Scientists unravel mystery of T cell signaling process vital to immune response

The immune system cells known as T cells play a central role in the body's ability to fight infections and cancer. For decades, however, details of the molecular signaling process that leads to T cell activation have remained a mystery.

Now, a team of scientists at UC Santa Cruz and the National Institutes of Health has obtained the first glimpse of the molecular mechanism by which recognition of an antigen (such as a viral protein) by the T cell receptor triggers the first steps leading to an immune response.

The new findings, published May 16 in Nature Communications, implicate changes in the molecular structure of the T cell receptor that propagate from the antigen recognition site on the outside of the cell to a signaling site inside the cell. The activation signal then triggers a complex "signaling cascade" within the T cell, leading to a range of possible responses by the cell.

"This provides the first hint of the mechanism that triggers that signaling cascade," said Nikolaos Sgourakis, assistant professor of chemistry and biochemistry at UC Santa Cruz and co-senior author of the paper. "We don't yet have a full reconstruction of the signaling system, but for the first time we can see the process, and we have a technique to study it in more detail."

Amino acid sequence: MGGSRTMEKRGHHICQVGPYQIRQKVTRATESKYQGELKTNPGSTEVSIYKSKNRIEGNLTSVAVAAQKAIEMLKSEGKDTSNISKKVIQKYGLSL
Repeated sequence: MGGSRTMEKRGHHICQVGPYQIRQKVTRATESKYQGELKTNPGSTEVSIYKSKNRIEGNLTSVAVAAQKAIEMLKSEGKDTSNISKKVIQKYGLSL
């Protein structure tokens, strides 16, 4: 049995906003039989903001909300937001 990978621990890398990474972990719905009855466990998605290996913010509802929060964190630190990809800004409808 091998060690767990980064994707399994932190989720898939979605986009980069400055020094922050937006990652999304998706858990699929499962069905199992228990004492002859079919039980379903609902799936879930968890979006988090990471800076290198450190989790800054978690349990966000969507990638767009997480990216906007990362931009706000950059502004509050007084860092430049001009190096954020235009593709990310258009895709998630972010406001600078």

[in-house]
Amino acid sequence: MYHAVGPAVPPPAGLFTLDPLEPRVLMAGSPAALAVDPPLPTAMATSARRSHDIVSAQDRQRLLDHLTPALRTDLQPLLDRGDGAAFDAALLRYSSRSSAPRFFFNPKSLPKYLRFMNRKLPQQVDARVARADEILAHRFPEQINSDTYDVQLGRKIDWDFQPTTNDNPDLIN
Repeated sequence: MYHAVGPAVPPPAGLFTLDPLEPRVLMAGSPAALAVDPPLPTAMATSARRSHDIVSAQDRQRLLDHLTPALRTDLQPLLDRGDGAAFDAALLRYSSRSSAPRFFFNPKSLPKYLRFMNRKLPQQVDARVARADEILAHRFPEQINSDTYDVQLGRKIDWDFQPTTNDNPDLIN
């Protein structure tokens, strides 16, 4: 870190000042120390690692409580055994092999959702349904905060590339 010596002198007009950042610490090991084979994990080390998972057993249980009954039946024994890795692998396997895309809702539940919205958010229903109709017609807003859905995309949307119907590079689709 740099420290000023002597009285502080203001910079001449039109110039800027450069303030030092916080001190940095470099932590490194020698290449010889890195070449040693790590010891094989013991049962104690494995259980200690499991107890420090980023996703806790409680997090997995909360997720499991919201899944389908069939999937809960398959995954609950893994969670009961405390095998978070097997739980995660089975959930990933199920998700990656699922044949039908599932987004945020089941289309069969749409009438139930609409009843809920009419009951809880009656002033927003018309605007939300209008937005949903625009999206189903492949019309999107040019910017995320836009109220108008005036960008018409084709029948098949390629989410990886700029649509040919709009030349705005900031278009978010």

The key technique used in this study is nuclear magnetic resonance (NMR), which uses the same principles as medical MRI scans to study molecular structures in a test tube. Sgourakis and his colleagues analyzed a molecular complex involving a T cell receptor and an HIV protein bound to a molecule of the major histocompatibility complex (MHC). The ability to probe such a large molecular complex with NMR was a breakthrough in this study, he said.

In a viral infection, MHC molecules present pieces of viral proteins (antigens) on the surface of an infected cell, where they can be recognized by T cells and trigger an immune response. Abnormal proteins produced by cancer cells give rise to tumor antigens, which are also presented on the cell surface by MHC molecules and can be recognized by T cells.

T cell activation can lead to recruitment of other immune cells, proliferation and differentiation of T cells, and direct killing of infected or cancerous cells. The exact nature of the response depends on the antigen and on other signals received by the T cell.

"Different peptides or antigens give different outcomes. Now we can study those differences, and perhaps we will be able to predict which are the most efficient tumor peptides for triggering T cell activation," Sgourakis said. "The fundamental question of how T cell signaling works is vital for cancer immunotherapy. This is basic research, but there could be important applications down the road."

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